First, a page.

You could do like I did with my Grizzly G1019 & put a 1 1/2 hp motor on it. I just happened to have an extra motor in the shop. It works great & re-saws 12" thick material just fine. What ever you do keep the short blade guard because the long blade guard will hit the inside of the case & not let you cut to maximum depth.

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        • #79
          Woody,

          I really doubt that you'd ever need a 26" resaw bandsaw. I'd venture a guess that a 17" or a little bigger would be plenty. At that size, you'll get somewhere around 1 1/2 to 2 horse, which is enough to power through most items. The big secret is the blade. With a good blade, you'll get away with something smaller and get great results. Another thing to look at would be the european saws. They tend to make heavier ones than the tiawan models. For example, a european 18" saw may weigh somewhere around 6 or 7 hundred pounds, while their chinee counterparts weigh 3 or 4 hundred. The extra weight in the wheels keeps the blade plowing through wood.

          One of the companies (minimax or Laguna) make a 14" steel frame saw with a 12" reaw height and a 1 1/2 or 2 horse motor. The thing weighs nearly 500 lbs.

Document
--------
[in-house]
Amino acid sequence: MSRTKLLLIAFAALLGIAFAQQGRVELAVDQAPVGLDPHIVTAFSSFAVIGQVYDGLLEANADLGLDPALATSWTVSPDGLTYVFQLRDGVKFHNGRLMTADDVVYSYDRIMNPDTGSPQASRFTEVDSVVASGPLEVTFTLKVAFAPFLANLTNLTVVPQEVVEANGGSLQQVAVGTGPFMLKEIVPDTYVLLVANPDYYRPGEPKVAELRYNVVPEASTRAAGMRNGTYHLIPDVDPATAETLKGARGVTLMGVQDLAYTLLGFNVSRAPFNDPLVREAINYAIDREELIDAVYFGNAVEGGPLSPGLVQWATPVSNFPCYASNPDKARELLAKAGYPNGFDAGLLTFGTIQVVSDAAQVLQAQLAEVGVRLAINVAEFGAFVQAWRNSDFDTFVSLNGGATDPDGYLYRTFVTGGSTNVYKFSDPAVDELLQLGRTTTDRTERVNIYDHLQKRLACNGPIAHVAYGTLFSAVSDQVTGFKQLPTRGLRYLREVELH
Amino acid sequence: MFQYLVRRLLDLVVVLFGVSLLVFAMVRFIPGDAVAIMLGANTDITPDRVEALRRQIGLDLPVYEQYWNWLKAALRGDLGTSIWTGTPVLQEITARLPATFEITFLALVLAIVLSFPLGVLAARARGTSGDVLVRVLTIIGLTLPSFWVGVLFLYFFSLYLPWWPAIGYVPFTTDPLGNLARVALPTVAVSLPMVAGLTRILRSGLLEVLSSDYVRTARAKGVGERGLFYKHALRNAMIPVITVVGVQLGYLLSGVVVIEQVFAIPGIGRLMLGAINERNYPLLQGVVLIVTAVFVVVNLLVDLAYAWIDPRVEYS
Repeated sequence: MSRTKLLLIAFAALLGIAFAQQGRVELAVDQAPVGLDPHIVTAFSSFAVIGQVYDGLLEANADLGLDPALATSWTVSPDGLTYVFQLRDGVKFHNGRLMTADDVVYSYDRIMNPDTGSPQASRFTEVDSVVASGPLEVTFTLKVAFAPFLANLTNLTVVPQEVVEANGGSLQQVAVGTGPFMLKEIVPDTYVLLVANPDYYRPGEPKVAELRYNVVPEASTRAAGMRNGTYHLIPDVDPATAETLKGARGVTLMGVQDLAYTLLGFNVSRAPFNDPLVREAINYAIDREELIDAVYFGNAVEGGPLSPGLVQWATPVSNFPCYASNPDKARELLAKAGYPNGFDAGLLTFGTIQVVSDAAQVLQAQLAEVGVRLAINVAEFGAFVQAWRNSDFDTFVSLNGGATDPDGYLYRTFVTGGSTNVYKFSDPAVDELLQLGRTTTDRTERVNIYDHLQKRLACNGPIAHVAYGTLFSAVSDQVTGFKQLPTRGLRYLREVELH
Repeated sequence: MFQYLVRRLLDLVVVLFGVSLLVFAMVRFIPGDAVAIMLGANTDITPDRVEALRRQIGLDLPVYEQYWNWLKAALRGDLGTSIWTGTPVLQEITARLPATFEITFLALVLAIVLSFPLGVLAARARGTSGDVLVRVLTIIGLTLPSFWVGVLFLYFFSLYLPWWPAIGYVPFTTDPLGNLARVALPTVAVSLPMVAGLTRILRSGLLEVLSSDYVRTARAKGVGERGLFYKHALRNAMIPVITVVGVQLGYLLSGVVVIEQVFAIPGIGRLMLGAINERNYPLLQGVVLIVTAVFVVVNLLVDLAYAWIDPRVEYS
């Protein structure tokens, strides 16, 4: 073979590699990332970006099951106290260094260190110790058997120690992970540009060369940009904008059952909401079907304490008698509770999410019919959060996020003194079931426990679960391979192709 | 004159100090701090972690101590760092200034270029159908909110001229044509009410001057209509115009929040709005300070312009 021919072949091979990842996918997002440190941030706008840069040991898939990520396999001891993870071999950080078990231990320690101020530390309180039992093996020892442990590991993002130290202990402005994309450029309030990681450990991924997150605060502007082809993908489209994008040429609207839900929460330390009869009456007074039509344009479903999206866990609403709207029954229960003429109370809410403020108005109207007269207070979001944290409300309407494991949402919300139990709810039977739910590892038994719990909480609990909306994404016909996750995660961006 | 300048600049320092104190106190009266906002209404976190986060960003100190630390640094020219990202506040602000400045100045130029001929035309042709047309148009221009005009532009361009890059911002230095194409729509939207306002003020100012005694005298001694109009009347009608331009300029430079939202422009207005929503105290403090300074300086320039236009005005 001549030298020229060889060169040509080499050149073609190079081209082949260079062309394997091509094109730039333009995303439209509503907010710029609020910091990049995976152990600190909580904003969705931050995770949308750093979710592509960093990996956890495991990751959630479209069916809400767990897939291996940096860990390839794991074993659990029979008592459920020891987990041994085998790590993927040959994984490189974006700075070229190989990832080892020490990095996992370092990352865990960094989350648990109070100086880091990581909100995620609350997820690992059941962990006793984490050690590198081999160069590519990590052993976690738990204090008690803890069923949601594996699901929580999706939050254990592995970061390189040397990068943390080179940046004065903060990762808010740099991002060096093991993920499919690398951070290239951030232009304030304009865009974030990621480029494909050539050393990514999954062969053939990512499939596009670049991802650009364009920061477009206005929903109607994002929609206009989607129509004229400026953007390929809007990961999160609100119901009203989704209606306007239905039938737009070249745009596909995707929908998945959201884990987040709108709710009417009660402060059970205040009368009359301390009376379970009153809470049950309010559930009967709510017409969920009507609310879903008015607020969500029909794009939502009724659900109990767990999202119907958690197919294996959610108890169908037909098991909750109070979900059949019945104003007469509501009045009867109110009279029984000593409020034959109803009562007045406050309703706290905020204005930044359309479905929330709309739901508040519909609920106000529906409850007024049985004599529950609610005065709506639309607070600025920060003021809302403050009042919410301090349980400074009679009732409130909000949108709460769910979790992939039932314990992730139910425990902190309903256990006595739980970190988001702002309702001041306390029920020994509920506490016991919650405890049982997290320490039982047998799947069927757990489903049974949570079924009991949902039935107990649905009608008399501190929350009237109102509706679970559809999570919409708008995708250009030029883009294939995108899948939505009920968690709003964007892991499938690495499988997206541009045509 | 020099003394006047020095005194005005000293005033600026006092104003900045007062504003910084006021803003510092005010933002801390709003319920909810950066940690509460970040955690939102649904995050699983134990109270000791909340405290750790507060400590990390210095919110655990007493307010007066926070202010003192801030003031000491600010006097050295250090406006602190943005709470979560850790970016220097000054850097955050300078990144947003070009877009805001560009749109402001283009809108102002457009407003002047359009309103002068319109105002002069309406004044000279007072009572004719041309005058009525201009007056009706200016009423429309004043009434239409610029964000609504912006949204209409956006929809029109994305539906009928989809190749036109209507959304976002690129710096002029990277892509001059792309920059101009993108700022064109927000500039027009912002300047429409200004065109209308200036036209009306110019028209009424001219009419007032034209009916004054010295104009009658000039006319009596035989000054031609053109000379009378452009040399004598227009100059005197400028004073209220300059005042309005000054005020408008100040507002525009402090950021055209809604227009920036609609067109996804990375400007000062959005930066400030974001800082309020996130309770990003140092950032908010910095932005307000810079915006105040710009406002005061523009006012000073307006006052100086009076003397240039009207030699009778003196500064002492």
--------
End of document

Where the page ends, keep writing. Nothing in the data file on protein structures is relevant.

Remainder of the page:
Whatever you chose, you'll need an extra large space as compared to what you are working in now. -according to your site that I looked through last year

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          • #80
            Need of the size is contributed to many factors. Some of which I'm sure I don't fully understand.

            Unless you really try an push the limits of a band saw, one can not appreciate the mass and power along with stability of a large band saw. My projects are much larger than bird houses.

            I spent the day in the shop, working on band saws, and doing a little resawing. I can say 2 things with extreme confidence. Ridgid's is what I would consider nothing more than a large scale scroll saw. It's motor is inadiquate, and it's leg set allows the saw to twist, walk, and move way too much to even the slightest of resawing.

            With that said, I will let you all know the outcome when I hear back from Ridgid on my decission.

            [ 01-19-2004, 12:50 AM: Message edited by: UO_Woody ]
            John E. Adams<br /><a href=\"http://www.woodys-workshop.com\" target=\"_blank\">www.woodys-workshop.com</a>

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            • #81
              With all the coorispondence with Ridgid, this is what was agreed upon in which I think we are all satisfied with.

              Ridgid is issuing a refund for the band saw. When the riser kits are available I will be receiving a replacement. For all the work I've put into them, set backs and bad timing of the whole ordeal, they are not requiring either one of the saws to be returned.